Director Joe Wright Says The Released Cut Of The Woman In The Window Wasn't His Version

The Netflix thriller "The Woman in the Window" didn't come out the way director Joe Wright wanted it to. It clearly wasn't what audiences wanted either, with a Rotten Tomatoes critics score of 26 percent and an audience score of 33 percent. 

According to an interview with Vulture, (via The Wrap), Wright wasn't happy with the final cut of "The Woman in the Window" because of changes made as it moved through production. It has a pretty great cast, with a star in Amy Adams, and supporting characters played by Gary Oldman, Julianne Moore, Jennifer Jason Leigh, and Anthony Mackie. The film adaptation was written by Pulitzer and Tony Award-winner Tracy Letts, who also played a role in it. How do you fail with a group of creatives like this? Studio business, probably. 

"The Woman in the Window" was originally a 20th Century Studios film that made the cut when Disney acquired the studio. Then it was sold to Netflix. It was supposed to take a bow in 2019, but ended up debuting on the streaming service in May of 2021. 

In the interview, Wright explained why he thinks it didn't do well, and how it was different from his vision for the film. He said:

"It was a long, protracted, frustrating experience. The film that was finally released was not the film that I originally made. It got watered down a lot. It was a lot more brutal in my original conception. Both aesthetically, with really f****** hard cuts and really violent music — Trent Reznor did an incredible score for it that was abrasive and hardcore — and in its depiction of Anna, Amy Adams's character, who was far messier and kind of despicable in a lot of ways."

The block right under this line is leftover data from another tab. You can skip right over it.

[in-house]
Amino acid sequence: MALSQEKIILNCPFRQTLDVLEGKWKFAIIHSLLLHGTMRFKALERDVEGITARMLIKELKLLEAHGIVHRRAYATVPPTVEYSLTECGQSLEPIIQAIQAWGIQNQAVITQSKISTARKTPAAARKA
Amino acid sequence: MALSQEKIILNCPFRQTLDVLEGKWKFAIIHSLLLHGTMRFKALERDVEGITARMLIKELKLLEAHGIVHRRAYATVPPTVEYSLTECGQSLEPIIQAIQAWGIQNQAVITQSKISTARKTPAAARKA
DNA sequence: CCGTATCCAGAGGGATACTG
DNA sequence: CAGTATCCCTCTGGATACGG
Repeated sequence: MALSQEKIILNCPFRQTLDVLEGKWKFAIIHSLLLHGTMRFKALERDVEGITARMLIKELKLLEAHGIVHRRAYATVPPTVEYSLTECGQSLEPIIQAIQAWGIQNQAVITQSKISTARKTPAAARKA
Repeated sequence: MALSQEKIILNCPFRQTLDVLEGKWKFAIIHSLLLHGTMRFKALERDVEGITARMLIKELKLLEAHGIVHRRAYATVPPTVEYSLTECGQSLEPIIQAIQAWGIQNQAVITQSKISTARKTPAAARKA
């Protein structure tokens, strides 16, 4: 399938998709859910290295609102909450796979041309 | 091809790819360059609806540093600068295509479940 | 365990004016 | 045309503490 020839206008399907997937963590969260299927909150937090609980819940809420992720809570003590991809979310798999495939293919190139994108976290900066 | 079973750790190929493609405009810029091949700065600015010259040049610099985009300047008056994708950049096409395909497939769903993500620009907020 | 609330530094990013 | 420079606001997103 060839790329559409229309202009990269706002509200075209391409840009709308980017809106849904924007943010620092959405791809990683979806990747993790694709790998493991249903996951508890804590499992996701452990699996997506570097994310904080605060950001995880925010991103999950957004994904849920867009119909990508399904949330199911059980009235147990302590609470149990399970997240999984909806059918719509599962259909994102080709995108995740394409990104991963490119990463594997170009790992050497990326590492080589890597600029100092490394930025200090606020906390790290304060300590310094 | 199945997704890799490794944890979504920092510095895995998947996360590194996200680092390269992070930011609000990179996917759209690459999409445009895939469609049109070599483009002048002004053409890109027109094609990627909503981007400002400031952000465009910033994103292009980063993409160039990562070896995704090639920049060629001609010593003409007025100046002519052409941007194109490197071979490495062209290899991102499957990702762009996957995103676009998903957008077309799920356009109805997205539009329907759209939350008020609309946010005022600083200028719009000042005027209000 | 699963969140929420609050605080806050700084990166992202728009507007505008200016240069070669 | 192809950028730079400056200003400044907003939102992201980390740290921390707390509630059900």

'It was a long, protracted, frustrating experience'

Casting Amy Adams in a role like this might have been an issue for audiences who are used to seeing her play sweet characters. She's a wonderful actor, and though she could certainly pull it off, sometimes audience (and studio) expectations in terms of casting are barriers. He continued:

"Unfortunately, audiences like women to be nice in their movies. They don't want to see them get messy and ugly and dark and drunk and taking pills. It's fine for men to be like that, but not for women. So the whole thing was watered down to be something that it wasn't."

It's an interesting argument, and I feel like that might be true for audiences in some cases, particularly when an actor is known for a different sort of role. It's also difficult to root for a main character like that. That said, audiences weren't the ones who made changes to the film; the changes come down to studio perception of audiences (which, even when informed by testing screenings and focus groups, can be pretty off-base). Either way, any film lost in a shuffle between three studios, with that many creative and corporate eyes on something that isn't yet finished, are bound to have issues. 

Will we see a director's cut? Though Wright said, "I'd love to do it," he did think it would be too expensive to make it happen. We'll just have wonder what could have been.